Compilers are limited by the static information directly or indirectly encoded in the program. Low-level languages, such as C/C++, are considered problematic because their weak type system and relaxed memory semantic allows for various, sometimes non-obvious, behaviors. Since compilers have to preserve the program semantics for all program executions, the existence of exceptional behavior can prevent optimizations that the developer would consider valid and might expect. Analyses to guarantee the absence of disruptive and unlikely situations are consequently an indispensable part of an optimizing compiler. However, such analyses have to be approximative and limited in scope as global and exact solutions are infeasible for any non-trivial program. In this talk, we present an automated tool to measure the effect missing static information has on the optimizations applied to a given program. The approach generates an optimistically optimized program version which, compared to the original, defines a performance gap that can be closed by better compiler analyses and selective static program annotations. Our evaluation on six already tuned proxy applications for high-performance codes shows speedups of up to *20.6%*. This clearly indicates that static uncertainty limits performance. At the same time, we observed that compilers are often unable to utilize additional static information. Thus, manual annotation of all correct static information is therefore not only error prone but also mostly redundant.
[11:00am - 11:30am]
Mahdi Javanmard and Robert Harrison (Stony Brook University)
Title: Dependence Programming and Tiling for Irregular Numerical Applications
[11:30am - 12:00m]
Riyadh Baghdadi (MIT CSAIL)
Title: A Platform for Exploring Machine Learning Based AutoScheduling
Building a platform for exploring machine learning based auto-scheduling requires many steps. The first step is to build a compiler that has an API that exposes scheduling decisions. In this presentation, we present Tiramisu (http://tiramisu-compiler.org/). A polyhedral compiler that exposes an API allowing users to control scheduling decisions. Tiramisu provides a simple C++ API for expressing algorithms (Tiramisu expressions) and controlling scheduling decisions. Tiramisu can be used in areas such as linear and tensor algebra, deep learning, image processing, stencil computations and machine learning. Currently it targets multicore X86 CPUs, Nvidia GPUs, Xilinx FPGAs (Vivado HLS) and distributed machines (using MPI).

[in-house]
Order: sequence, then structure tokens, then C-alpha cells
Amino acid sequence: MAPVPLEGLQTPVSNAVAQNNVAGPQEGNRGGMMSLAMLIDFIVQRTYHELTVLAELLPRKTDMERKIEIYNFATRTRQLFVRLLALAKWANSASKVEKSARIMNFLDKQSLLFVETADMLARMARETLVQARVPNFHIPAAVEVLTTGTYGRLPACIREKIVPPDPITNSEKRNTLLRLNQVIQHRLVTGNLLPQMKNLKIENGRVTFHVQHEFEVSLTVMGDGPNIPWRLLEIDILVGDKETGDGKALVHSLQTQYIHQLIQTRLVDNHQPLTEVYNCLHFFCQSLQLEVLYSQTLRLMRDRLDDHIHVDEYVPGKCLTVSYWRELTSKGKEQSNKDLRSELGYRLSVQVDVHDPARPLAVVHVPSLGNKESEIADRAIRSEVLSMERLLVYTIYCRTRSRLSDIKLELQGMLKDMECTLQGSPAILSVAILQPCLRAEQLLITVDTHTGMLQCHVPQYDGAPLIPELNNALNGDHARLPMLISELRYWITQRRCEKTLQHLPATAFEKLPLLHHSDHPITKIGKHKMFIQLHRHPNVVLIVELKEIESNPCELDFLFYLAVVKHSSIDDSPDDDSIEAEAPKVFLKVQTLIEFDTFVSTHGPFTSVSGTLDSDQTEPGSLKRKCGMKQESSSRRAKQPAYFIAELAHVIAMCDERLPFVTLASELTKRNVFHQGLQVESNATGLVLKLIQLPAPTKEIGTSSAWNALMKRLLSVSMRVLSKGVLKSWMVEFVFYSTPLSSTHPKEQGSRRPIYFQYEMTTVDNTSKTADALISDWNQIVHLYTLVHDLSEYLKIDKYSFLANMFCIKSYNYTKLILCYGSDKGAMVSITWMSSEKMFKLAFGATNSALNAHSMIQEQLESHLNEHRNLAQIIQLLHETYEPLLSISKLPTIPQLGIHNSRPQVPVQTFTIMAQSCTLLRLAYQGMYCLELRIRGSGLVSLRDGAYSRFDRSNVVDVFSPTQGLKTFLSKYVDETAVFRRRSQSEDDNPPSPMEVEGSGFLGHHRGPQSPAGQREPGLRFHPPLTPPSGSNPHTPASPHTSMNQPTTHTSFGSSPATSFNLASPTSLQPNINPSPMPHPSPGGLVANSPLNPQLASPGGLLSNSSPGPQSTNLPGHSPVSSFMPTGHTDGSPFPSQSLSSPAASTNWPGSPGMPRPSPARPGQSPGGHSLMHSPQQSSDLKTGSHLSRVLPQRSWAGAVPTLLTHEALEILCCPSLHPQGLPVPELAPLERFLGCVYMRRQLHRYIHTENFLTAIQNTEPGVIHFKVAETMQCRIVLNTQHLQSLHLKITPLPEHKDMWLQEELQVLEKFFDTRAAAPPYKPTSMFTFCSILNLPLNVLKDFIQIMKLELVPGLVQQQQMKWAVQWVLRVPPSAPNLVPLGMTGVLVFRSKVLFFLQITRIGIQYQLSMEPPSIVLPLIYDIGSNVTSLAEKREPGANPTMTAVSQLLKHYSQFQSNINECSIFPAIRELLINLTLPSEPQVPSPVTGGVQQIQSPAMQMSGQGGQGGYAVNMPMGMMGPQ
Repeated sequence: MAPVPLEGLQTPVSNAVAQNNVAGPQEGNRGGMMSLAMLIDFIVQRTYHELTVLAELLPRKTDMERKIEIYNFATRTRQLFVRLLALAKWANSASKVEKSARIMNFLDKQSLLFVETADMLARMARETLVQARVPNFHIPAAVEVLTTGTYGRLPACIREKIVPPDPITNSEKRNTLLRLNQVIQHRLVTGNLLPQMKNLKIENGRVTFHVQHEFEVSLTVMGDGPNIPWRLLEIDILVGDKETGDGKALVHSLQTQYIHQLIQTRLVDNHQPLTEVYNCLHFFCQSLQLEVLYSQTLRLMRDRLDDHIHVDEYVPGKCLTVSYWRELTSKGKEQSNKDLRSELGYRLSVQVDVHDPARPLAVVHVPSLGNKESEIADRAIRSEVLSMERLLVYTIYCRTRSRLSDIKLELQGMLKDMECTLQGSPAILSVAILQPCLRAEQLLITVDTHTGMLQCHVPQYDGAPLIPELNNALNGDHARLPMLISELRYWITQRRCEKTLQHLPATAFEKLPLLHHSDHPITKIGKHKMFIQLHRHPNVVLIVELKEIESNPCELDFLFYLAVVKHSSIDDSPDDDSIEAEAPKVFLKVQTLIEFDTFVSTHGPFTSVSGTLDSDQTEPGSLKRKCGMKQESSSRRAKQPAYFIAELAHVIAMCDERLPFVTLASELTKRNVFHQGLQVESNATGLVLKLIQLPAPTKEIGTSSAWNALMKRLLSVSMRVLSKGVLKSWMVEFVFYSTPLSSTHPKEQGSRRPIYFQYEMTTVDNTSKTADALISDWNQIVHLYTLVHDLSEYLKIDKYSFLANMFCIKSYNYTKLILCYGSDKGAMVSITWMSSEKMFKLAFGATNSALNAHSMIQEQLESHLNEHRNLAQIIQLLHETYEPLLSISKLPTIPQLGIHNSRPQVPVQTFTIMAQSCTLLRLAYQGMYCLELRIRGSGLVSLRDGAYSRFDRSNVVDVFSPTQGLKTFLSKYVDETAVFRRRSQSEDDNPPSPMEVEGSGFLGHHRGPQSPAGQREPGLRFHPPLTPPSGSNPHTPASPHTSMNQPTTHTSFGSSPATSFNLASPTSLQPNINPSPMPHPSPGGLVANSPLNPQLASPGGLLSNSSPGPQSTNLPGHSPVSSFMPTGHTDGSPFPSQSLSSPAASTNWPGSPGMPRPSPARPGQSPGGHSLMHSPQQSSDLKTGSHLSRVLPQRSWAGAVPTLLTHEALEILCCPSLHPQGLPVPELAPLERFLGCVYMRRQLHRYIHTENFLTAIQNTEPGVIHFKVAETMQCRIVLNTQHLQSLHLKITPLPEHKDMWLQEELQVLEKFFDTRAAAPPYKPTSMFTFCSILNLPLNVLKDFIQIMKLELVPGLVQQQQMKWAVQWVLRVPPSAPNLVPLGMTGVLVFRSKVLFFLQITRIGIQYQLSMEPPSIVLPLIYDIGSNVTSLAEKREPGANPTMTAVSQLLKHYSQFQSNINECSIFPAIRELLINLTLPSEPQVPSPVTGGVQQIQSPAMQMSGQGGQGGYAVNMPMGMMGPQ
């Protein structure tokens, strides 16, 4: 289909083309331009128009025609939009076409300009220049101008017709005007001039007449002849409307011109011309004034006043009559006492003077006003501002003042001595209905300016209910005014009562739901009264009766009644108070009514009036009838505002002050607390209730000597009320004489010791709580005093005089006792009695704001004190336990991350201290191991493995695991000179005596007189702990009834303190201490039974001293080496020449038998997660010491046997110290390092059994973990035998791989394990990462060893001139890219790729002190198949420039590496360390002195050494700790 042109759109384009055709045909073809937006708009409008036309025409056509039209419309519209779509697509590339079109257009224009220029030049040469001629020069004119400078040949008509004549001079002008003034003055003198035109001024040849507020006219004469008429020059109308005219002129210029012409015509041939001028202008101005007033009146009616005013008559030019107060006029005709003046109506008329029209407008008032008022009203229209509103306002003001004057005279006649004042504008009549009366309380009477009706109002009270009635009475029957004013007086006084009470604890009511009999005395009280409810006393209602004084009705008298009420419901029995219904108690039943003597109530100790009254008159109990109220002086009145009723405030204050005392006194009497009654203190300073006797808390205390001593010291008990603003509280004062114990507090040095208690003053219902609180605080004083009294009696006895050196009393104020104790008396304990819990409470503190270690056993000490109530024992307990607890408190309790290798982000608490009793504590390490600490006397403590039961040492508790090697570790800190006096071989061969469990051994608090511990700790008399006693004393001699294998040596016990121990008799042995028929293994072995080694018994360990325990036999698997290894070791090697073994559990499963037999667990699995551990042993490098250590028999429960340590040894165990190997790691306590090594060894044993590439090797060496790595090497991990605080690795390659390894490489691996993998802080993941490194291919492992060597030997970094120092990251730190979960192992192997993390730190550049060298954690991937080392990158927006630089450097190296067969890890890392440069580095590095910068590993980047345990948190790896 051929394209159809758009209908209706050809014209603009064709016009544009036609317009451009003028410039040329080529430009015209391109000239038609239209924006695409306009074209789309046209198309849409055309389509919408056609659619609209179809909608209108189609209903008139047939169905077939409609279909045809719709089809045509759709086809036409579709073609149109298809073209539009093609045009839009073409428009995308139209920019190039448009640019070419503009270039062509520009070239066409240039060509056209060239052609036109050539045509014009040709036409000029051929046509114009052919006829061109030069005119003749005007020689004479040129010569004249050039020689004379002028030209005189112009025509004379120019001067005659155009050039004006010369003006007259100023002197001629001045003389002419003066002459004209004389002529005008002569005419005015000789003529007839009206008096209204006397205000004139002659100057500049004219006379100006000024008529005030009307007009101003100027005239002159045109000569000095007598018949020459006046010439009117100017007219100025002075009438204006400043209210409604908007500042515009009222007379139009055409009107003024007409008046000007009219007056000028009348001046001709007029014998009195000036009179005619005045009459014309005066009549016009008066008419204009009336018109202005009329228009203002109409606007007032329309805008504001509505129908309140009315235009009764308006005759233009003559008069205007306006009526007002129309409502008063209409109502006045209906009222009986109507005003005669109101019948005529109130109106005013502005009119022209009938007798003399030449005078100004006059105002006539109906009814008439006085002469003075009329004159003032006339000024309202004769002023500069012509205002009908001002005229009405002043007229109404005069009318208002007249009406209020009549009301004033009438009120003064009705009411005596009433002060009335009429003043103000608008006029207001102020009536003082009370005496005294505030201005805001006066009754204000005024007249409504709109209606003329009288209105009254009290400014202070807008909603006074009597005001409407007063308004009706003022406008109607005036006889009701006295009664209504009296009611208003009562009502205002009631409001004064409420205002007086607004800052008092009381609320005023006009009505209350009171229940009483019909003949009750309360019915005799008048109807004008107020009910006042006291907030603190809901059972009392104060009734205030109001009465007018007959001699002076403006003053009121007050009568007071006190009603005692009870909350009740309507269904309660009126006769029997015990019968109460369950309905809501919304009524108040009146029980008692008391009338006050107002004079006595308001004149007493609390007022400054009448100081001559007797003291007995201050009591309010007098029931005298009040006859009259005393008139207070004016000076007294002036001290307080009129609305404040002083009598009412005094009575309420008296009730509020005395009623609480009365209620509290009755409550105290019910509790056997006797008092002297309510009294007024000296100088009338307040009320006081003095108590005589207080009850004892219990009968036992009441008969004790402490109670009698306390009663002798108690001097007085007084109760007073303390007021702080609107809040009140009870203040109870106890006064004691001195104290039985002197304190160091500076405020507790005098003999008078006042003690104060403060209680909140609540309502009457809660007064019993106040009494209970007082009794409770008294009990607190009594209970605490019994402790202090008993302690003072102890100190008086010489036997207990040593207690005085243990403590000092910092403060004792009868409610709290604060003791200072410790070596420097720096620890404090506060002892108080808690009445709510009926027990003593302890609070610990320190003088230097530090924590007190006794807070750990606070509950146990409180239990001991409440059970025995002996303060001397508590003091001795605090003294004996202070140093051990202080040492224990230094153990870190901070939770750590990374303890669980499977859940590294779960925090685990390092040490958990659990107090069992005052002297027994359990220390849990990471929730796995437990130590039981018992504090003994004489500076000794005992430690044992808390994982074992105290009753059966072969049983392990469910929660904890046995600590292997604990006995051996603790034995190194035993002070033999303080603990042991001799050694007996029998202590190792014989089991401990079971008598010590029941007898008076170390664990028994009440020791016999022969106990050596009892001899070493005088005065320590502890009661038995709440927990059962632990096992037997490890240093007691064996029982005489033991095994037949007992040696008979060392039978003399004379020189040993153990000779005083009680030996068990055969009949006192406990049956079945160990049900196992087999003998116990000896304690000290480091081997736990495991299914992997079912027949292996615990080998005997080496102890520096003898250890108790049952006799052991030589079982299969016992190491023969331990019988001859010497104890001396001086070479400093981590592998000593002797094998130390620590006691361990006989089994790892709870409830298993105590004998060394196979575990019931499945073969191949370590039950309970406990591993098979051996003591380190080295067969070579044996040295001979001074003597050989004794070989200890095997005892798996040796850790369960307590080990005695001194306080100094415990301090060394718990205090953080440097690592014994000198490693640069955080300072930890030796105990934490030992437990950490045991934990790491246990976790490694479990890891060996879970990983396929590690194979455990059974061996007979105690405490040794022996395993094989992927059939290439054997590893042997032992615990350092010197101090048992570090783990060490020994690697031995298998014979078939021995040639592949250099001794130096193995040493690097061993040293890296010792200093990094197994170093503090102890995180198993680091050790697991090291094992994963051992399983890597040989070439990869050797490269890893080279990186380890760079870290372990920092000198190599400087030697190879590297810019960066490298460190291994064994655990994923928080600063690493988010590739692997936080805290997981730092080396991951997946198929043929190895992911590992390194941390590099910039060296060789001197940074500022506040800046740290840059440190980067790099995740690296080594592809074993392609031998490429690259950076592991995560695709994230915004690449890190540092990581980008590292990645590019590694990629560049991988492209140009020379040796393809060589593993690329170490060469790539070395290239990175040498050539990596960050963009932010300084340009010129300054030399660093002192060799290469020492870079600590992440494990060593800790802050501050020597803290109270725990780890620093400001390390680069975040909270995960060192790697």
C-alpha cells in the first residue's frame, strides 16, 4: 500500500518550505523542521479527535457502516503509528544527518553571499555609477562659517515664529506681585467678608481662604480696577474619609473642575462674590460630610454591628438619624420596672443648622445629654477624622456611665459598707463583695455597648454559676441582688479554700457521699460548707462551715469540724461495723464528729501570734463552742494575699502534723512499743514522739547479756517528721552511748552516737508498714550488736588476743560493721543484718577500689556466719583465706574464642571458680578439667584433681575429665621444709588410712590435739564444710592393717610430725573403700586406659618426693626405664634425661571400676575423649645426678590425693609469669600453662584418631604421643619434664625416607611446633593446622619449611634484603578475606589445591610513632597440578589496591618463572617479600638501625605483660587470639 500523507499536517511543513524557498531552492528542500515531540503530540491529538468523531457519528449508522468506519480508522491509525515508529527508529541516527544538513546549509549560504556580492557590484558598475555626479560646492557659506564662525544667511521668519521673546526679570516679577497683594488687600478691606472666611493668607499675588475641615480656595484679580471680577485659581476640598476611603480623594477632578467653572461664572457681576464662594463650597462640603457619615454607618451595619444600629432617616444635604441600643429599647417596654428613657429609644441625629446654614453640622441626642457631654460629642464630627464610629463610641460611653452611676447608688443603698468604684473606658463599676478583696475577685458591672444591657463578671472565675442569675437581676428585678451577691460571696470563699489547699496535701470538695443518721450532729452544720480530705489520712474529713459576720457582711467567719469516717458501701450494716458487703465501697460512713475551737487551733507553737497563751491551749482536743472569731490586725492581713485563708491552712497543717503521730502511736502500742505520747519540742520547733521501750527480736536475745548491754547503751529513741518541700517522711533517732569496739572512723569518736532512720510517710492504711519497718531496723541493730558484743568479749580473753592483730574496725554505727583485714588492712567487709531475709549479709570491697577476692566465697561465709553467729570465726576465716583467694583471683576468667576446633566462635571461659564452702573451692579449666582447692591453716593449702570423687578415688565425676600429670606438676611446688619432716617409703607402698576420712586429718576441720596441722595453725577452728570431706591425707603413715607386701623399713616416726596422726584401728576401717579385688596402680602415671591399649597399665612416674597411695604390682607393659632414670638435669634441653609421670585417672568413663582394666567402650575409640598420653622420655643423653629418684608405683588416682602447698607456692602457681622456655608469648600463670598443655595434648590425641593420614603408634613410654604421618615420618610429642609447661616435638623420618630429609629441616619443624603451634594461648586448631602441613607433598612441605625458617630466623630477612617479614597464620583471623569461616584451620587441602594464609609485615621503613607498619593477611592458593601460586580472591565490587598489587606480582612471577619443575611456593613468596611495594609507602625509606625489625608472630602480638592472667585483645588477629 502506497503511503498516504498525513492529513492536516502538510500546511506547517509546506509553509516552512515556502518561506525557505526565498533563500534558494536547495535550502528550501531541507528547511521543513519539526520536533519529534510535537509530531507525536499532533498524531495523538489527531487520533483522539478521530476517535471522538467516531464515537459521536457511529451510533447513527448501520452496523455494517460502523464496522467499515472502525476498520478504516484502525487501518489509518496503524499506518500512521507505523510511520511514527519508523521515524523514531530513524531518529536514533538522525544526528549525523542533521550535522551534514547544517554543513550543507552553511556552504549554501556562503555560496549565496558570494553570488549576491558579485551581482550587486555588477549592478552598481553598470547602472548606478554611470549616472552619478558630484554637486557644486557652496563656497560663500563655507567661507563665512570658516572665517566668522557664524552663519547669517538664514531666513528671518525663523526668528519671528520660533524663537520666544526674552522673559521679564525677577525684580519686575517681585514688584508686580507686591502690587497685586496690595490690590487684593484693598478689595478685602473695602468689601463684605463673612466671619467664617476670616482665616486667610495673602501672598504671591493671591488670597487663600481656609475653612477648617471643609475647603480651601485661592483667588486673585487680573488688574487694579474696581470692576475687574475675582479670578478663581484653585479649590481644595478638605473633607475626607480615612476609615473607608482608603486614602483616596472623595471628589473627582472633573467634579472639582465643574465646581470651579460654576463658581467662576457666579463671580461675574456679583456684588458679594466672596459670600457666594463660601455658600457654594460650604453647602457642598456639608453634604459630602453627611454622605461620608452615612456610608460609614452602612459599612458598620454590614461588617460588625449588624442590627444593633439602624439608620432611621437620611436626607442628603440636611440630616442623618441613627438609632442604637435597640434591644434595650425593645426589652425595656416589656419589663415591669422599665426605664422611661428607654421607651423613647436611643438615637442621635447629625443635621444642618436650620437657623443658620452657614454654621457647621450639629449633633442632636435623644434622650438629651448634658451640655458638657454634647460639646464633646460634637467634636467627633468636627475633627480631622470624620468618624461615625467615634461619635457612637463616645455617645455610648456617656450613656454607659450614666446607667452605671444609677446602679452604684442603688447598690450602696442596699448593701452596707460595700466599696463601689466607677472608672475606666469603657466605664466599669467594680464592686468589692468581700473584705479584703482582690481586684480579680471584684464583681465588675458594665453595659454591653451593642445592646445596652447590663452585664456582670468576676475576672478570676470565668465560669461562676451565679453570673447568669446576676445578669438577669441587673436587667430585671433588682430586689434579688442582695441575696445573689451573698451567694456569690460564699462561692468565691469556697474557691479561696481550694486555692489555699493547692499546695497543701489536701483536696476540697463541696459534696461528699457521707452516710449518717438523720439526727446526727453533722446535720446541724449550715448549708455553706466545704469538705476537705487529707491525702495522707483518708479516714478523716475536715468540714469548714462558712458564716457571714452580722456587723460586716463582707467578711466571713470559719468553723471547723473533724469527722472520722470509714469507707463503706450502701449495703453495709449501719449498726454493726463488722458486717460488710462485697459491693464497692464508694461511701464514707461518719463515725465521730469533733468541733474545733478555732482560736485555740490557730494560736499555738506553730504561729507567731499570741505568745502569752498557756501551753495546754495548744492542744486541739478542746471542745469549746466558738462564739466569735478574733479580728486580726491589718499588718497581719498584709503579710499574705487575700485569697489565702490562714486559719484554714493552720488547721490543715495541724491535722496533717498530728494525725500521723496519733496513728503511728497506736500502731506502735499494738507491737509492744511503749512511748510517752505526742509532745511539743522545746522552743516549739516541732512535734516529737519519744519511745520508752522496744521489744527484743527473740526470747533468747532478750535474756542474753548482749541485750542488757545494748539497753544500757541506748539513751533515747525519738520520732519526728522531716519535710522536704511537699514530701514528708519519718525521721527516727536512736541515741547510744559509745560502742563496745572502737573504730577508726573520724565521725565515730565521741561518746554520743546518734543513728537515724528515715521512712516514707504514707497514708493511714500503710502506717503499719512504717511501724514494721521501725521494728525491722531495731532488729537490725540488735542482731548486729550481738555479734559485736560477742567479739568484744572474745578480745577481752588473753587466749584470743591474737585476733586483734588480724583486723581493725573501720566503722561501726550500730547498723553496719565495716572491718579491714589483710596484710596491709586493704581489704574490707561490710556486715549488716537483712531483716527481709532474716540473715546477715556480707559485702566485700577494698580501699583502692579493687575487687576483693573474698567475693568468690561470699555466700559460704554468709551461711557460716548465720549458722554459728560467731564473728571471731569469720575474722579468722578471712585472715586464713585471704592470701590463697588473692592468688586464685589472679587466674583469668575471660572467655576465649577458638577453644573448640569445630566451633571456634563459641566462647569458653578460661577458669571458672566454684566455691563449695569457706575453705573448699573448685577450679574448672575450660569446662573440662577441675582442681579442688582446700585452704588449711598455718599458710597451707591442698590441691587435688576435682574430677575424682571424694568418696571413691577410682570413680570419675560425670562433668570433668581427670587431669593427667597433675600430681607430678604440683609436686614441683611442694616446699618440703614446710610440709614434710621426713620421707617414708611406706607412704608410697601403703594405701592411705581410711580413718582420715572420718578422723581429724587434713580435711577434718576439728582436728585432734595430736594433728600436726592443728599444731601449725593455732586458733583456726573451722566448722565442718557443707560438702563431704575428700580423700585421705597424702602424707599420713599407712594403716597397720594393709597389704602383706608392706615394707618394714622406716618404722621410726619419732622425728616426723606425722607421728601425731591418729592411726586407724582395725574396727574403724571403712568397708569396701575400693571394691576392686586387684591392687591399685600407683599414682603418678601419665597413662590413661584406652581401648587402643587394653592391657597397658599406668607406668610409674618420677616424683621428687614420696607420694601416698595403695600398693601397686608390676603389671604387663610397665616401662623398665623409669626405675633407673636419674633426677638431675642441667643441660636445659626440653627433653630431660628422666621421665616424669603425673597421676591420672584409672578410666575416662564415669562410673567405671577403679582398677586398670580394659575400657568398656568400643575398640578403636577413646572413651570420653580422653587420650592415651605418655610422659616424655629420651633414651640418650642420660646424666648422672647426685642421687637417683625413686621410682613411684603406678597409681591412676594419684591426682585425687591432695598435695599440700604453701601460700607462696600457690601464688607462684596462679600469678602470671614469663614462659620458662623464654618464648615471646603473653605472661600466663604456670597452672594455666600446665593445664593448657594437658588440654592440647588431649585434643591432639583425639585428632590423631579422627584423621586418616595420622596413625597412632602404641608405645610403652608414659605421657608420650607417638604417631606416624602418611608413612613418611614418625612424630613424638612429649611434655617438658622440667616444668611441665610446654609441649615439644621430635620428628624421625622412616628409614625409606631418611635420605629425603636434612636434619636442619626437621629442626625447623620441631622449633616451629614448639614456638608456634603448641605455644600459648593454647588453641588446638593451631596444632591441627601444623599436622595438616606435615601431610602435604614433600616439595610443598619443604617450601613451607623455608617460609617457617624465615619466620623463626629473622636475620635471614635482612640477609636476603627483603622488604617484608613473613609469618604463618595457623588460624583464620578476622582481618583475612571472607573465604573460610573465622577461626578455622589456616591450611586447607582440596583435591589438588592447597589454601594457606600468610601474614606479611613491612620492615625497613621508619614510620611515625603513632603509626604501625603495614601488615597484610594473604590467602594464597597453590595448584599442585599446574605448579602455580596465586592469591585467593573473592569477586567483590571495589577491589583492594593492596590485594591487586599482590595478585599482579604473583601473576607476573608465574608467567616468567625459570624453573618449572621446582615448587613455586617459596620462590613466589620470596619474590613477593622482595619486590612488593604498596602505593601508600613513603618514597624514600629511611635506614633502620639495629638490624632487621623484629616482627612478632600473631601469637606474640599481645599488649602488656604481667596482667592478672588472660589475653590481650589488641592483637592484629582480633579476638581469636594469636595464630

- Mary Hall (University of Utah) - Martin Kong (Brookhaven National Laboratory) - Tobias Grosser (ETH Zurich)
Topics amenable to our workshop include, but are not limited to, the following:
- Compiler auto-tuning frameworks - Application characterization - Program optimization for performance and/or power constraints - Model-driven analysis and optimizations - Program generators - Space exploration techniques - Domain specific languages - Adaptive run-times and frameworks
• Hal Finkel (Argonne National Laboratory) • Michel Steuwer (University of Glasgow) • Daniele Spampinato (Carnegie Mellon University) • Florina Ciorba (Univ. of Basel, Switzerland) • Shoaib Kamil (Adobe) • Michael Kruse (Argonne National Laboratory) • Tze Meng (Carnegie Mellon University) • Franz Franchetti (Carnegie Mellon University) • Richard Veras (Louisiana State University) • Emmanuelle Saillard (INRIA)
- OMASE website live: October 17, 2018
- Call for papers: October 19, 2018
Abstract registration: December 21, 2018 Abstract registration (NEW): January 4, 2019
- Abstract registration (NEW): January 13, 2019
Paper submission deadline: December 28, 2018 Paper submission deadline (NEW): January 8, 2019
- Paper submission deadline (NEW): January 15, 2019
Notifications: January 11, 2019
- Notifications (NEW): January 23, 2019
- Workshop date: February 17, 2019
Abstracts and papers should be submitted via the EasyChair conference system:
OMASE will accept full papers (8 pages) and short/position papers (5 pages). Please use version 1.54 or above of the following template to prepare your manuscript:
with 10pt font. Make sure to use the sigplan subformat. Visit the SIGPLAN Author Resources page for further information on SIGPLAN manuscript formatting.
Papers must be submitted in PDF format (readable by Adobe Acrobat Reader 5.0 and higher) and formatted for 8.5” x 11” (U.S. Letter).
Papers should present original research and should provide sufficient background material to make them accessible to the broader community. It should not be submitted in parallel to any other conference or journal.
Acceptance of a paper commits at least one of the authors to register at CGO’19 and present the work.
For more information please write us at firstname.lastname@example.org